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Bringing Japan to BGC


THE FIRST Mitsukoshi in the Philippines had its soft opening last Friday, bringing the first department store in all of Japan to the country.

Mitsukoshi Holdings Ltd. has its origins over 300 years ago in 1683 as a kimono fabrics store in Tokyo. According to a presentation by Akio Inuishi, Division Manager of the Overseas Real Estate Division of Isetan Mitsukoshi Holdings Ltd.’s Overseas Business Department, the store also introduced price tags to Japan.

The store was restructured in 1904 to become a department store, the first in Japan.

During a press tour in the Mitsukoshi BGC mall last Thursday, a Mitsukoshi lion statue, which is also found at the main store in Japan, was unveiled by its executives. Inspiration for the lion came from a 1905 trip to London by Osuke Hibi, the store’s first Senior Managing Director.

The mall’s Mitsukoshi identity is tethered by Mitsukoshi Beauty and Mitsukoshi Fresh, respectively, a beauty store showing off Japanese brands and a supermarket.

The supermarket is a special treat: it comes with a dedicated sushi and sashimi section, a cooking section where one can have their purchases prepared and eaten on the spot, among many international delicacies like Spanish jamon (ham), wine selections from France all the way to Chile, and a special section devoted to sake.

THE MITSUKOSHI NAMEThis is one of the few stores in Southeast Asia to bear the Mitsukoshi name, as Isetan Mitsukoshi usually sets up shop in Southeast Asian countries with the Isetan name. It has 28 overseas stores, including in Singapore, Malaysia, China, and the US; this one in the Philippines its 29th.

“It took eight years to finally plant the flag of Mistukoshi in our country. It started as a simple courtesy visit by the Nomura real estate executives back in 2014, that led to a dinner in BGC,” said Federal Land, Inc. Chair Alfred Ty in a speech on Nov. 17.

The mall itself is a result of a tripartite development between Federal Land, Nomura Real Estate Development Co., Ltd., and Isetan Mitsukoshi. The mall is built on the podium level of The Seasons Residences, a mixed-use development from the same partnership.

The mall, designed by Asao Tokolo — whose work was seen in the victory ceremony podiums during the Tokyo 2020 Olympics — shows a modified Japanese gateway structure which symbolizes Filipino-Japanese camaraderie, according to a release. Meanwhile, columns at the entrance hall have been covered with thread, taking 600 hours to make, the thread symbolizing a connection between the gods and men.

CUSTOMER SURVEYDuring the opening, Mitsukoshi BGC General Manager Morohoshi Mitsunori told BusinessWorld that market research for the tenants began as early as 2017. “We started a customer survey of Manila,” he said. “We went to the customers’ houses to see the inside of their refrigerators, the inside of their closets — something like that.”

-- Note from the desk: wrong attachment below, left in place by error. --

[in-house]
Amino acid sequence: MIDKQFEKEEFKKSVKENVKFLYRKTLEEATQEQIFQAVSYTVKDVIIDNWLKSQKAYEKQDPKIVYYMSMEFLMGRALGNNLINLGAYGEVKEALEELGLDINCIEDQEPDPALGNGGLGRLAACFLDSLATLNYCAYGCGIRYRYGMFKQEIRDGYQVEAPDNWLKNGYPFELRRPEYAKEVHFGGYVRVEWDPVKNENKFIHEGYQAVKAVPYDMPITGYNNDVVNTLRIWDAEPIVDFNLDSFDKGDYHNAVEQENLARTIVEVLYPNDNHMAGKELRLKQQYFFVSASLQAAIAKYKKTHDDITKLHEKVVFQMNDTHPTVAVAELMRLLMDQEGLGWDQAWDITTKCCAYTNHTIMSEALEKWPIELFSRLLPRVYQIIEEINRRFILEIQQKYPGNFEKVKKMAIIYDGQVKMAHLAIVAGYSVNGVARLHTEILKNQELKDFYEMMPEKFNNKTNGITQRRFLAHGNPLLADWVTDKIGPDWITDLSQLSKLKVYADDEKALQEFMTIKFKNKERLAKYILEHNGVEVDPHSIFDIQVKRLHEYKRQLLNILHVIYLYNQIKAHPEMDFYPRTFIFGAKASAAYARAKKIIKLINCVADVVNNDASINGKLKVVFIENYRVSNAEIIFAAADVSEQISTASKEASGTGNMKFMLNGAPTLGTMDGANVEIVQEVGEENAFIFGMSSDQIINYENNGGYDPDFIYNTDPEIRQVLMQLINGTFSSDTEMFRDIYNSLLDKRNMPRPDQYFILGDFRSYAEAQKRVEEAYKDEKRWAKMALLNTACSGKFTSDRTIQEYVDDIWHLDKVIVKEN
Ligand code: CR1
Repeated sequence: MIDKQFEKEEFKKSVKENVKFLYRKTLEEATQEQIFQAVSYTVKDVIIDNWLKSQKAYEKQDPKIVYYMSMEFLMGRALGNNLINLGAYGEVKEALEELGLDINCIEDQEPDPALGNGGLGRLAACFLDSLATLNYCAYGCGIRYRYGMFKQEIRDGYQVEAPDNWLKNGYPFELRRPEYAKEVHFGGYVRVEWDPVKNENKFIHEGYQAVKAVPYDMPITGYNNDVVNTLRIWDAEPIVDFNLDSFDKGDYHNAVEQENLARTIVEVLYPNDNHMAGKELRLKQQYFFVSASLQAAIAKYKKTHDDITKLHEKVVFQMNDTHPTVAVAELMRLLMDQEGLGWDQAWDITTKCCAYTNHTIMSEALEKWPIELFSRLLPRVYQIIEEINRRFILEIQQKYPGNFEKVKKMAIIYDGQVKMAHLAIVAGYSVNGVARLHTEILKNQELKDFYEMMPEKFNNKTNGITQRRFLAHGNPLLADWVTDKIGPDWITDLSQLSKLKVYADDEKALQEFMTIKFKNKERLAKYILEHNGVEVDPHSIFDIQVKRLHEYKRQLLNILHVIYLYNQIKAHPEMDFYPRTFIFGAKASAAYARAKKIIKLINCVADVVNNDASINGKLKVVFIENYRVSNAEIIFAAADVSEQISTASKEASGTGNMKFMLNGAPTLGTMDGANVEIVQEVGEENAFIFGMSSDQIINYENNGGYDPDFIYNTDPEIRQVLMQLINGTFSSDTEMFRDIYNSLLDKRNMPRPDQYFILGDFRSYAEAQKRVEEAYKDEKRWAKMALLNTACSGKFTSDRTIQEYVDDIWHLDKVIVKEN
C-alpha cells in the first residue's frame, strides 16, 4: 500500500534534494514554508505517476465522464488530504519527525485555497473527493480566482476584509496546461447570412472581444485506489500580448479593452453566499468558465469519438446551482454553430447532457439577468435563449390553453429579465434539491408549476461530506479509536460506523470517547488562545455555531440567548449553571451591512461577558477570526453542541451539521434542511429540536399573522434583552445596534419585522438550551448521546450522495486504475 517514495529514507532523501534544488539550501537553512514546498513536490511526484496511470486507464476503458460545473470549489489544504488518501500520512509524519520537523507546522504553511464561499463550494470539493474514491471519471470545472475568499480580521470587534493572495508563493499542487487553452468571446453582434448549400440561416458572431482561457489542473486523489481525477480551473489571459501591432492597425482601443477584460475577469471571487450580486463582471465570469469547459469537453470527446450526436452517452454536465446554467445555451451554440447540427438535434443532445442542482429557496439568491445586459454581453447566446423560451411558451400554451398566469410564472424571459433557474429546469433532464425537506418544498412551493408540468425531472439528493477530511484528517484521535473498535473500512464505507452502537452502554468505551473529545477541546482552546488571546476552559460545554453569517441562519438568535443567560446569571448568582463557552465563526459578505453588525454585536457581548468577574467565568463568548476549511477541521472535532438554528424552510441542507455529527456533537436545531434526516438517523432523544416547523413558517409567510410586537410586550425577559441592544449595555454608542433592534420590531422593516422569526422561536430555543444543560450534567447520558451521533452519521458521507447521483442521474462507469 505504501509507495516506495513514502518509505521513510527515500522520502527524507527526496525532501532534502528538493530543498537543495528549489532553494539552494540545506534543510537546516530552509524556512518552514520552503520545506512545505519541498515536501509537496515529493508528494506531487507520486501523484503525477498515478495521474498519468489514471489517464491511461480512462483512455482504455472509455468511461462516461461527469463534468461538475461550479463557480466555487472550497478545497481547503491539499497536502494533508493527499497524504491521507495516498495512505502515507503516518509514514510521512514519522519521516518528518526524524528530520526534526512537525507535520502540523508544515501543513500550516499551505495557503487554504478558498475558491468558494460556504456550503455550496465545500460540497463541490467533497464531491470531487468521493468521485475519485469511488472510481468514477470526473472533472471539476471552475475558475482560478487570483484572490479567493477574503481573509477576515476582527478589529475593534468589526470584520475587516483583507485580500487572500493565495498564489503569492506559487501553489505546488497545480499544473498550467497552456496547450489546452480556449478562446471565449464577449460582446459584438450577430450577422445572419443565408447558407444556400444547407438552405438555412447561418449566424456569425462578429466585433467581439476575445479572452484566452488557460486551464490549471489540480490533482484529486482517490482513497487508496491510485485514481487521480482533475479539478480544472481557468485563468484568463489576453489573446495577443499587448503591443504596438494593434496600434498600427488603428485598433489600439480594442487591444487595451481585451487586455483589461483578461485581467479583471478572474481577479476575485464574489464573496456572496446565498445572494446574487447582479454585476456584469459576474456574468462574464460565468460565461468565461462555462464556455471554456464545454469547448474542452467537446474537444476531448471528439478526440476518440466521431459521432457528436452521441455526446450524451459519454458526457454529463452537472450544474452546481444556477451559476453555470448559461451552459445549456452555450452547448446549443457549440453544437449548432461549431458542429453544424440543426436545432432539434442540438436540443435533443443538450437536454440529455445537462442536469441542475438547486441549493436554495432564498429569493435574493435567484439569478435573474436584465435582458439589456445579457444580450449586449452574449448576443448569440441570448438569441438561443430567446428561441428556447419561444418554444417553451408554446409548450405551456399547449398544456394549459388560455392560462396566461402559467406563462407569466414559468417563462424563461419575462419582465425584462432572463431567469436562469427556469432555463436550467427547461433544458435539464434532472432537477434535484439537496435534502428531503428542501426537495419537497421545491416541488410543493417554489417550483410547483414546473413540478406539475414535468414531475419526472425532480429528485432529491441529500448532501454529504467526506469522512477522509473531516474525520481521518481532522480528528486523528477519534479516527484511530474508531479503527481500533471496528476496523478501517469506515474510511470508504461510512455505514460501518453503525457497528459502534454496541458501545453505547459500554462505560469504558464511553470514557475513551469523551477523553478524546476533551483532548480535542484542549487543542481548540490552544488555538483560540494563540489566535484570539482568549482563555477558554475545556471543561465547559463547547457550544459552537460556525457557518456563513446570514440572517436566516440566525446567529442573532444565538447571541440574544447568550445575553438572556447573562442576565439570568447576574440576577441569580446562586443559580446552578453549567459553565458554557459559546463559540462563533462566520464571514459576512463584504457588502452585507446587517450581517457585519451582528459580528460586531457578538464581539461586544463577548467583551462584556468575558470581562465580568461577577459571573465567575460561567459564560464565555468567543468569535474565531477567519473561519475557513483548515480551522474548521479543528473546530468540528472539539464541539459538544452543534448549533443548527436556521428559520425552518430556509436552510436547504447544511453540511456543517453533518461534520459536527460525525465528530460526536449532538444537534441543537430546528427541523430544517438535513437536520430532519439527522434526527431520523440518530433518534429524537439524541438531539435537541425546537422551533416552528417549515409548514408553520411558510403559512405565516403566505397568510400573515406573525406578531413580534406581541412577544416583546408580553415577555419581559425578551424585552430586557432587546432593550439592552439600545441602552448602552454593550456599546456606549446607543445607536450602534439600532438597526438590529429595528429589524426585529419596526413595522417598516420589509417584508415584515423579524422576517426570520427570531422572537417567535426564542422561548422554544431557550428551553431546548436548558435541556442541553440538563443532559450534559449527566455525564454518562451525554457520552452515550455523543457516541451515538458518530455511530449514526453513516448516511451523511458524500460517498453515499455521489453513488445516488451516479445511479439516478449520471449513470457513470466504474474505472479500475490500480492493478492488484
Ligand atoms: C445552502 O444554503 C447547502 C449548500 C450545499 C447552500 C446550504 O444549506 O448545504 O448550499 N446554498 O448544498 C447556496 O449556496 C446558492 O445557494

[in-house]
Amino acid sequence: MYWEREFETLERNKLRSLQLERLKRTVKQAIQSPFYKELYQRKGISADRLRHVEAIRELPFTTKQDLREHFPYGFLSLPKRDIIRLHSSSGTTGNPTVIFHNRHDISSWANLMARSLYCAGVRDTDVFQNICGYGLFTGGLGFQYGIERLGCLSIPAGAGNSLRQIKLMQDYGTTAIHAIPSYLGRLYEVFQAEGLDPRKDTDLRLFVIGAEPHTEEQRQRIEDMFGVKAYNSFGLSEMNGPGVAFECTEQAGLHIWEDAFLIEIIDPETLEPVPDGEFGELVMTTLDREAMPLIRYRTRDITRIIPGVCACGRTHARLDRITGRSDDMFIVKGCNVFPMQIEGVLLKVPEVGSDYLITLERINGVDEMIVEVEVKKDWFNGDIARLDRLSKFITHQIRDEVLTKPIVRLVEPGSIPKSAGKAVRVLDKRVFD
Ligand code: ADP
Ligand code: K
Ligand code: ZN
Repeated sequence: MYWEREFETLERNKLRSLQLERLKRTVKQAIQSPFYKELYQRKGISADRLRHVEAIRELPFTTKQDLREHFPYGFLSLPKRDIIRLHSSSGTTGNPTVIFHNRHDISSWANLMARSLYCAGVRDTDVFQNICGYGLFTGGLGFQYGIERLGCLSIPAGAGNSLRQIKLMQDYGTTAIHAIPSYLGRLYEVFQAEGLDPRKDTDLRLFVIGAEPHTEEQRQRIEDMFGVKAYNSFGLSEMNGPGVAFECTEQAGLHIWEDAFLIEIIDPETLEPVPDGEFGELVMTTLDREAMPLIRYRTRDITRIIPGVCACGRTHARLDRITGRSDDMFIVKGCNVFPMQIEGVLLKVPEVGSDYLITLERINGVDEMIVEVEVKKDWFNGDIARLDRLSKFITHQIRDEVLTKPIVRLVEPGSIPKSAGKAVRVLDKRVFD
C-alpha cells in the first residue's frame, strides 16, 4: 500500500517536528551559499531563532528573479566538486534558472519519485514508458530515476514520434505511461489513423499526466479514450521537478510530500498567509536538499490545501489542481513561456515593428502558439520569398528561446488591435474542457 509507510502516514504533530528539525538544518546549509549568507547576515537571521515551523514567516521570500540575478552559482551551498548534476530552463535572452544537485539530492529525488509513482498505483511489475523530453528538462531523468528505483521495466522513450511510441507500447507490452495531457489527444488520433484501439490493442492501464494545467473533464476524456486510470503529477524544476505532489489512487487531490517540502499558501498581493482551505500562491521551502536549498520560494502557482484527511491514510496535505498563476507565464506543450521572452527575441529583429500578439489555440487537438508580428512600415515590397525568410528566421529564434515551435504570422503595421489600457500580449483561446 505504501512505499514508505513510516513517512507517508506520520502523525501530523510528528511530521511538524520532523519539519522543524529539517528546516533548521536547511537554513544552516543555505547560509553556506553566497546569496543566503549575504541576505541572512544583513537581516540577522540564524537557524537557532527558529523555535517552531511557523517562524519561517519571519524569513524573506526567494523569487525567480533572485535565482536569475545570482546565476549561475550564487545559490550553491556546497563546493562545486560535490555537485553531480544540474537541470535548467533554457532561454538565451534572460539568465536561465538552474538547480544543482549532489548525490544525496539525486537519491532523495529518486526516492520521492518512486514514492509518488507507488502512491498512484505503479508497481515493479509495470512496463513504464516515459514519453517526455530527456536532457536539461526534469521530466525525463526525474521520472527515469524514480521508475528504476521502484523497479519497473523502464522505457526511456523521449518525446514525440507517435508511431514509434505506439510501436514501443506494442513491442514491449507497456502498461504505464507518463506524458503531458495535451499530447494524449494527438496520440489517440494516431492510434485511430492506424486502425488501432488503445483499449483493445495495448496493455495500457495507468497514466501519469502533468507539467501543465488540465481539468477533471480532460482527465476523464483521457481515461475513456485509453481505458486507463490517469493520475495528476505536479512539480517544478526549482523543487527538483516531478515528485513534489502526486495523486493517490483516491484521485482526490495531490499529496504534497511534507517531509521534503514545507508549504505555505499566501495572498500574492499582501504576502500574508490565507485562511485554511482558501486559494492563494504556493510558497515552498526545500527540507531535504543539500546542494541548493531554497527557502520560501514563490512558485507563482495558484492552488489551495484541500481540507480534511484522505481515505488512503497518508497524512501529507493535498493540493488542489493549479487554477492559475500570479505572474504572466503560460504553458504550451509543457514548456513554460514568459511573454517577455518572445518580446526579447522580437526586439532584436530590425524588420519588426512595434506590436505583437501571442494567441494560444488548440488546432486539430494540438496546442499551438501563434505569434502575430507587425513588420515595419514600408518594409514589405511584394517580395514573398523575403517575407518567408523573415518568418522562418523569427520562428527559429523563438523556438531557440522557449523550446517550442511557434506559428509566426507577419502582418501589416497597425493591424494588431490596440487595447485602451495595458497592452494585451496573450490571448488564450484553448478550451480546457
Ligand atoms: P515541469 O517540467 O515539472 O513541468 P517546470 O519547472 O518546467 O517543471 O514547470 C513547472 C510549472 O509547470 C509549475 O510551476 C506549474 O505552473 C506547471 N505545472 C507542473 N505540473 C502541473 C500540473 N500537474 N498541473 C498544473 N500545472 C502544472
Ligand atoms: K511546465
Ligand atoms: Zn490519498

Such visits led to tenants such as the country’s first Kinokuniya (a Japanese bookstore chain), opening in the mall with a partnership with local bookstore chain Fully Booked. According to a release, almost half of the retail space in the bookstore will be devoted to Japanese manga and Japanese books.

The mall has 16,950 sqm. of retail space, spread across four stories (including a basement level) with 120 tenants in total, with a 55% opening ratio. Mr. Mitsunori said that the mall plans to open completely by the first quarter of 2023.

“We’re trying to manage and collaborate with tenants so we can achieve the (opening) next year,” Momoko Umemura, Manager of Isetan Mitsukoshi’s Overseas Business Division, told BusinessWorld.

MARKET POTENTIAL“One of the reasons why we chose the Philippines to launch is the market potential for the business side,” Mr. Inuishi told BusinessWorld in an interview. “Comparing [it] to the other Southeast Asian countries, the Philippines has the most energetic growth in the market, population increase — it’s very attractive for a retail company.”

He also credits Federal Land and their efforts, saying, “Without Federal Land, especially Mr. Alfred (Ty) — he loves Japan, and he loves Mitsukoshi,” said Mr. Inuishi. “He contacted us. Without his existence and Federal Land’s existence, maybe the Philippines is out of our concern.”

Speaking about the difference between shopping in Mitsukoshi here and abroad, Mr. Inuishi said, “We don’t want to push our Japanese style to the Philippine market. In the past, we make mistakes as well.

“How do we mix? Sometimes 50-50, sometimes 70-30, sometimes 100 and 0. How do you make a balance?” he said of mixing Japanese and Filipino shopping style. — Joseph L. Garcia

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